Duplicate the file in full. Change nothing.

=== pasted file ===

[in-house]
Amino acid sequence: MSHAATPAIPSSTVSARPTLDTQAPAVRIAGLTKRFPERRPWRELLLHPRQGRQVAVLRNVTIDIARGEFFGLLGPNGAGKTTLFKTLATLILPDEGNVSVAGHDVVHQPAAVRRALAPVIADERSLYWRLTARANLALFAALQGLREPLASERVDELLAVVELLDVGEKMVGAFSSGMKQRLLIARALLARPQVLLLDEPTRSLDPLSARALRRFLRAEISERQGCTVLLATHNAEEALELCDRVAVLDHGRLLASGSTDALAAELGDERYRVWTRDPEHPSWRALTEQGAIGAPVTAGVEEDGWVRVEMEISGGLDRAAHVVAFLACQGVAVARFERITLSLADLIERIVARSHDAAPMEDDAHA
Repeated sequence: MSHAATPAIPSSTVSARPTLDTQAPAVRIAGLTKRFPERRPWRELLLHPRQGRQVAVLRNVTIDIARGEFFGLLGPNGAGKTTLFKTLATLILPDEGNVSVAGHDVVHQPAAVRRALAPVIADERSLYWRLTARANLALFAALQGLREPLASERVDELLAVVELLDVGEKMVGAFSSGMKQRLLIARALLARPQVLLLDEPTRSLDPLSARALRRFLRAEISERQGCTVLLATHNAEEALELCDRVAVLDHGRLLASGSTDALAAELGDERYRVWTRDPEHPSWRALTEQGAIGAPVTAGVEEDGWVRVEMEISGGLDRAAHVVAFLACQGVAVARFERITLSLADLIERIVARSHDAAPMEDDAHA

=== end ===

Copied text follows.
[in-house]
Amino acid sequence: MSHAATPAIPSSTVSARPTLDTQAPAVRIAGLTKRFPERRPWRELLLHPRQGRQVAVLRNVTIDIARGEFFGLLGPNGAGKTTLFKTLATLILPDEGNVSVAGHDVVHQPAAVRRALAPVIADERSLYWRLTARANLALFAALQGLREPLASERVDELLAVVELLDVGEKMVGAFSSGMKQRLLIARALLARPQVLLLDEPTRSLDPLSARALRRFLRAEISERQGCTVLLATHNAEEALELCDRVAVLDHGRLLASGSTDALAAELGDERYRVWTRDPEHPSWRALTEQGAIGAPVTAGVEEDGWVRVEMEISGGLDRAAHVVAFLACQGVAVARFERITLSLADLIERIVARSHDAAPMEDDAHA
Repeated sequence: MSHAATPAIPSSTVSARPTLDTQAPAVRIAGLTKRFPERRPWRELLLHPRQGRQVAVLRNVTIDIARGEFFGLLGPNGAGKTTLFKTLATLILPDEGNVSVAGHDVVHQPAAVRRALAPVIADERSLYWRLTARANLALFAALQGLREPLASERVDELLAVVELLDVGEKMVGAFSSGMKQRLLIARALLARPQVLLLDEPTRSLDPLSARALRRFLRAEISERQGCTVLLATHNAEEALELCDRVAVLDHGRLLASGSTDALAAELGDERYRVWTRDPEHPSWRALTEQGAIGAPVTAGVEEDGWVRVEMEISGGLDRAAHVVAFLACQGVAVARFERITLSLADLIERIVARSHDAAPMEDDAHA